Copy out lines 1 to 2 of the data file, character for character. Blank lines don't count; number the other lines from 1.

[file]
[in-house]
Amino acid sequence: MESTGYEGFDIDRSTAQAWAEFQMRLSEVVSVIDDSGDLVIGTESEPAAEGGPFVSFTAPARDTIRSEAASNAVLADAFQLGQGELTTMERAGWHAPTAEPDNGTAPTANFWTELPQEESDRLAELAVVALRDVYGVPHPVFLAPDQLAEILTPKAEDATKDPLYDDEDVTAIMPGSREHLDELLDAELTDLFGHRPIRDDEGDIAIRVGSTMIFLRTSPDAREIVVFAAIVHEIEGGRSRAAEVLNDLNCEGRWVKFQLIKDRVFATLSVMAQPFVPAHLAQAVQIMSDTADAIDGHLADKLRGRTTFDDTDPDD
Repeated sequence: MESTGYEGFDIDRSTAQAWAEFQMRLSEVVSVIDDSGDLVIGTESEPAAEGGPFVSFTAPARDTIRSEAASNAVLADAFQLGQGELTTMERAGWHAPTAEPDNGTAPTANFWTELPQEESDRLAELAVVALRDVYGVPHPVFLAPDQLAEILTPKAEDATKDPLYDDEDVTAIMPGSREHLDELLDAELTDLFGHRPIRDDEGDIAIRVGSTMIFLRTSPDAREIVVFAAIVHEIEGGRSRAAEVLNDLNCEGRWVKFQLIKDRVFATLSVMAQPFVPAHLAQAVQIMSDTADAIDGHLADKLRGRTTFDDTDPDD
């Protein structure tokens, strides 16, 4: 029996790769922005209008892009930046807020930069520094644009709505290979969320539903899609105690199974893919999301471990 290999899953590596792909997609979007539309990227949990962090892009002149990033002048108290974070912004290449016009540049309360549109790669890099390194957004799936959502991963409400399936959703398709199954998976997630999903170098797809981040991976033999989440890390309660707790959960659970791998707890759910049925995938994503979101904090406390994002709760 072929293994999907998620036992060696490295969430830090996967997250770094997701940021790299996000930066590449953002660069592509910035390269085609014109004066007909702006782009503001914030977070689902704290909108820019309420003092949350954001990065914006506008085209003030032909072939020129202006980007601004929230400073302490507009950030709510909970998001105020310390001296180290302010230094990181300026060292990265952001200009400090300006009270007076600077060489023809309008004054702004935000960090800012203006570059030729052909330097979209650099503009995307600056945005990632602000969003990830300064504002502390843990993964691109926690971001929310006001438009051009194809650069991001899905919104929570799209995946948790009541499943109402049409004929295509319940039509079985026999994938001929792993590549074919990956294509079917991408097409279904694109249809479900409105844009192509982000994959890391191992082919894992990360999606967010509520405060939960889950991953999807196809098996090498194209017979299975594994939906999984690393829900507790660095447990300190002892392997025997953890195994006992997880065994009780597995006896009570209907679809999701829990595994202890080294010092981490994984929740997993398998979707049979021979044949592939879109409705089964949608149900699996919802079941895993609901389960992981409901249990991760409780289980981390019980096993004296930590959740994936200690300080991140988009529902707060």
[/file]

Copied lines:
[in-house]
Amino acid sequence: MESTGYEGFDIDRSTAQAWAEFQMRLSEVVSVIDDSGDLVIGTESEPAAEGGPFVSFTAPARDTIRSEAASNAVLADAFQLGQGELTTMERAGWHAPTAEPDNGTAPTANFWTELPQEESDRLAELAVVALRDVYGVPHPVFLAPDQLAEILTPKAEDATKDPLYDDEDVTAIMPGSREHLDELLDAELTDLFGHRPIRDDEGDIAIRVGSTMIFLRTSPDAREIVVFAAIVHEIEGGRSRAAEVLNDLNCEGRWVKFQLIKDRVFATLSVMAQPFVPAHLAQAVQIMSDTADAIDGHLADKLRGRTTFDDTDPDD